When you’re designing a pumpkin, it’s important to keep a lot of different viewpoints in mind—the shape of the pumpkin, where it will be placed, and who is carving it. For example, if you’re a parent carving a pumpkin with a 3- to 5-year-old, you might not want to dictate a design at all. Just put down some newspaper, hand them a safe tool, and let them have at it.
Whatever they come up with will be much more creative, and much more fun, than forcing your small child to watch you painstakingly draw and cut out a silhouette of a cat on a broomstick. Will it be a tree? Will it be a ghost with chickenpox? “Whatever they create, you celebrate,” Hardin said.
But if you have bigger plans (and yes, more fine motor control), the next step is to consider where the pumpkin will be. If it’s going to be on a stoop by your door, orient the design closer to the top of the pumpkin, where people are going to be able to see it.
If you have an enormous pumpkin, keep in mind that for some reason, everyone kicks them! “If someone kicks it, then your new artist, who has worked so hard to create a beautiful pumpkin, will go inside the house to get a meat cleaver,” Hardin said. Secure your squash with a sign or another obstacle (and hide the sharp objects in your home).
Another trick Hardin suggests is to place the pumpkin in a yard or garden to watch it change as it starts to decompose. “If you do a face, they start to grow little beards, they start to distort in on themselves,” Hardin said. “But you don’t want it in your home. When they go to juice, they go to juice very quickly, and there’s a lot of juice in these guys.” If it decomposes in your yard, the pumpkin carcass can go toward fertilizing your garden or straight into the compost.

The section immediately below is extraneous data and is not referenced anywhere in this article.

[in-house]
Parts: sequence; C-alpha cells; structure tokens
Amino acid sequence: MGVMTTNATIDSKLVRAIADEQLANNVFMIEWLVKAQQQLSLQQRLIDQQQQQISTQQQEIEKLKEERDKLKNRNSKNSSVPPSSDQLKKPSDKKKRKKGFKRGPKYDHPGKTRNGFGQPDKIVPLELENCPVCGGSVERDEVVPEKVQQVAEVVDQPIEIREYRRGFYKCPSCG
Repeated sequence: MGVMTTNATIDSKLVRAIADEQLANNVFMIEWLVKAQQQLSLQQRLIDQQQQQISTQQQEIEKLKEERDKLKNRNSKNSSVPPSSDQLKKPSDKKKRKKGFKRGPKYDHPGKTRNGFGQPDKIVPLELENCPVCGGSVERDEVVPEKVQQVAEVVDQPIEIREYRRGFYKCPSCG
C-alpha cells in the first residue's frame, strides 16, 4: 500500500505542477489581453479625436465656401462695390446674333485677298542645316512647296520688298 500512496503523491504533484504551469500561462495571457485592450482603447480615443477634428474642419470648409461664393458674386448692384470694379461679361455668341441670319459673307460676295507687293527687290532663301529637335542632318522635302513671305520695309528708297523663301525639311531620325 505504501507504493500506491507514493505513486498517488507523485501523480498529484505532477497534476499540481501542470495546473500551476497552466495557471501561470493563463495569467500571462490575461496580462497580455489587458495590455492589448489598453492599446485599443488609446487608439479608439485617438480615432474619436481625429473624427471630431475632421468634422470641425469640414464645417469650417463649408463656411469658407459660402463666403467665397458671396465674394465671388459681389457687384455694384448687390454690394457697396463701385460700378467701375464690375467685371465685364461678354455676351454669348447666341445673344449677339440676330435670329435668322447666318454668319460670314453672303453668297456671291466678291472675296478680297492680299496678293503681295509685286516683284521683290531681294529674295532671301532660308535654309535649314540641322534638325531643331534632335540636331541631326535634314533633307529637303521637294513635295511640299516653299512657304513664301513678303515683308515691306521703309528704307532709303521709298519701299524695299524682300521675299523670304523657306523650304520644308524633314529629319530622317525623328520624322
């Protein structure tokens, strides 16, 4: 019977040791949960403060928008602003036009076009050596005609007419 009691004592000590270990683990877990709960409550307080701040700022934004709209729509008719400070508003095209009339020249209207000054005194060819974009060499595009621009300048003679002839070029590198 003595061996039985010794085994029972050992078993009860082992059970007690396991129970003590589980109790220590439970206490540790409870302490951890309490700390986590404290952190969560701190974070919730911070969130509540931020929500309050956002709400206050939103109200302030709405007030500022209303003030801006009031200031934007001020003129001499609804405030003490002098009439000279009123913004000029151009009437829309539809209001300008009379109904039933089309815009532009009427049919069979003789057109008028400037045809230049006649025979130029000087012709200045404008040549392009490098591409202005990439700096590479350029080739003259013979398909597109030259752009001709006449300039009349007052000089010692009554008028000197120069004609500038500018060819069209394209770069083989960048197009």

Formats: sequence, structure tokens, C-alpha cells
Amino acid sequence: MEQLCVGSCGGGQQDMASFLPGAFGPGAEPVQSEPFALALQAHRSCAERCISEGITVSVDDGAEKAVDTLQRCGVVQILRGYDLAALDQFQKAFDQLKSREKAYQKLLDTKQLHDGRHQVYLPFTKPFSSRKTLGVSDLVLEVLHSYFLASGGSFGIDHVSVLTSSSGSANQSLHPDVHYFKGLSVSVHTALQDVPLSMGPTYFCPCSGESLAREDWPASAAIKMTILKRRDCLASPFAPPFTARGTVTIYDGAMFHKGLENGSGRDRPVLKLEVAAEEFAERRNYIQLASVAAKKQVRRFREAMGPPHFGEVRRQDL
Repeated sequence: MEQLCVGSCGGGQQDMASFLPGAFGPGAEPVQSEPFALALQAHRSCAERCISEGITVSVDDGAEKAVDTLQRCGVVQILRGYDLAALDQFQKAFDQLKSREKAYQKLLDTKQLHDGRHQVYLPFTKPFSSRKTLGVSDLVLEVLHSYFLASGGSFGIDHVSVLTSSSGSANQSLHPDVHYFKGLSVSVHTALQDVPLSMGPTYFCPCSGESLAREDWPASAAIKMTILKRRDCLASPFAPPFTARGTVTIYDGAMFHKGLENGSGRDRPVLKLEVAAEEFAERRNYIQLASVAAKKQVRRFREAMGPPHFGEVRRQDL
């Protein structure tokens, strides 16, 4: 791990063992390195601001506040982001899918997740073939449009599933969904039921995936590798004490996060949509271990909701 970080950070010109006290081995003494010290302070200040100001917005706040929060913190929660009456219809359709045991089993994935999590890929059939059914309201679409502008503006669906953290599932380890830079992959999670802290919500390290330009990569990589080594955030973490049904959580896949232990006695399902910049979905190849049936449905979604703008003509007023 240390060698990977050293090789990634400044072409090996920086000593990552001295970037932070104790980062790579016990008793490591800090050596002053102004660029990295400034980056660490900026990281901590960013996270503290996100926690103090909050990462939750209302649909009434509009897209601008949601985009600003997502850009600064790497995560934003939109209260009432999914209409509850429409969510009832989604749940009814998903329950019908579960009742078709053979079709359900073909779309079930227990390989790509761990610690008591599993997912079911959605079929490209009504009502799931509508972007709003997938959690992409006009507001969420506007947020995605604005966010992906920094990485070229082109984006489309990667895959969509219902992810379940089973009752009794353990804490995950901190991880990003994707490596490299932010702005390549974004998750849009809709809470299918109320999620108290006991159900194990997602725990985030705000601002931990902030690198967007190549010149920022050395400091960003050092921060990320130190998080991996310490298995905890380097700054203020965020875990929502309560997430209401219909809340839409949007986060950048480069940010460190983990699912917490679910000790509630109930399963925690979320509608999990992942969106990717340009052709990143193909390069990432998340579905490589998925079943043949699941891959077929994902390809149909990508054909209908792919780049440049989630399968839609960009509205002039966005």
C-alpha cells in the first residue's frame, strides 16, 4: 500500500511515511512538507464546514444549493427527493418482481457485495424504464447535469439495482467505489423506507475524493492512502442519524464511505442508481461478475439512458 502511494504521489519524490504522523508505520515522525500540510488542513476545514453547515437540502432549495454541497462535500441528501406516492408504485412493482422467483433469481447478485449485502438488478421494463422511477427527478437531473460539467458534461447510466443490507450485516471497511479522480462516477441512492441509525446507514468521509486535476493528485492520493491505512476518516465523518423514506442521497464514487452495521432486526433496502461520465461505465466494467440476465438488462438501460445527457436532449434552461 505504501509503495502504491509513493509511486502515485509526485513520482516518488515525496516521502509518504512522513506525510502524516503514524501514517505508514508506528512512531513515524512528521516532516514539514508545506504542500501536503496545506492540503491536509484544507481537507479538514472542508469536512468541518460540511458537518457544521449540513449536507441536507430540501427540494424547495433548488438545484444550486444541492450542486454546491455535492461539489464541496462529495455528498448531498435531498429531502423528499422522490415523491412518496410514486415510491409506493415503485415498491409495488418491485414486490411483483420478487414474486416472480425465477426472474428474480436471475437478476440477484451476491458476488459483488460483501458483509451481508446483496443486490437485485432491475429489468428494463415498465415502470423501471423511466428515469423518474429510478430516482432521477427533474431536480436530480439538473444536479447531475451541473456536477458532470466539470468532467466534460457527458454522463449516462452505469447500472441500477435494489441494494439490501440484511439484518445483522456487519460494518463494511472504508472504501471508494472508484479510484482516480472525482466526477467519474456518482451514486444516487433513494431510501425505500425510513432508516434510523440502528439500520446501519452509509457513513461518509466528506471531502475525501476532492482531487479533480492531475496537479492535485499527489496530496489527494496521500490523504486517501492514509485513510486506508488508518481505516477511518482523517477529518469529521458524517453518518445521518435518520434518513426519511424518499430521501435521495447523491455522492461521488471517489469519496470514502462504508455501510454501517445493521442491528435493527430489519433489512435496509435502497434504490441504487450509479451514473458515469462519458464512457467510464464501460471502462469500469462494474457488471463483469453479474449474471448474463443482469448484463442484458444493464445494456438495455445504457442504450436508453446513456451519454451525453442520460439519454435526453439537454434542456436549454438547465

Lighting That Lantern
Let’s get one thing straight: Nothing is more annoying than seeing the light source inside the pumpkin. Luckily, there are ways to get around this. For example, rather than cutting all the way through the wall, you can use a sculpting tool to thin it. This lets light shine through and will give your pumpkin interesting dimensionality.
“It glows in orange or red, so it plays with color as well,” Hardin noted.
Battery-operated or rechargeable lights now come in all shapes, sizes, and price points. There’s no need to use candles to light a pumpkin, especially if you’re planning to put them outside or in a place where they can be easily kicked over.
Finally, once you’ve put all this work into creating the perfect pumpkin, you want to preserve it for as long as possible. If your pumpkin is small enough, you can keep it in the fridge at night. But if you’re keeping it outside, you can spritz it with a solution to help preserve it. Hardin likes to use a 50/50 solution of bleach and water. “It’s like rocket fuel,” Hardin said. “Nothing’s getting through.”
If you prefer less harsh solutions, mixing an 80/20 solution of water and vinegar (80 percent water, 20 percent vinegar) will work—and may smell a little more funky. But even with rigorous maintenance, it’s a pumpkin and won’t last forever! So enjoy it while it lasts, then let it go.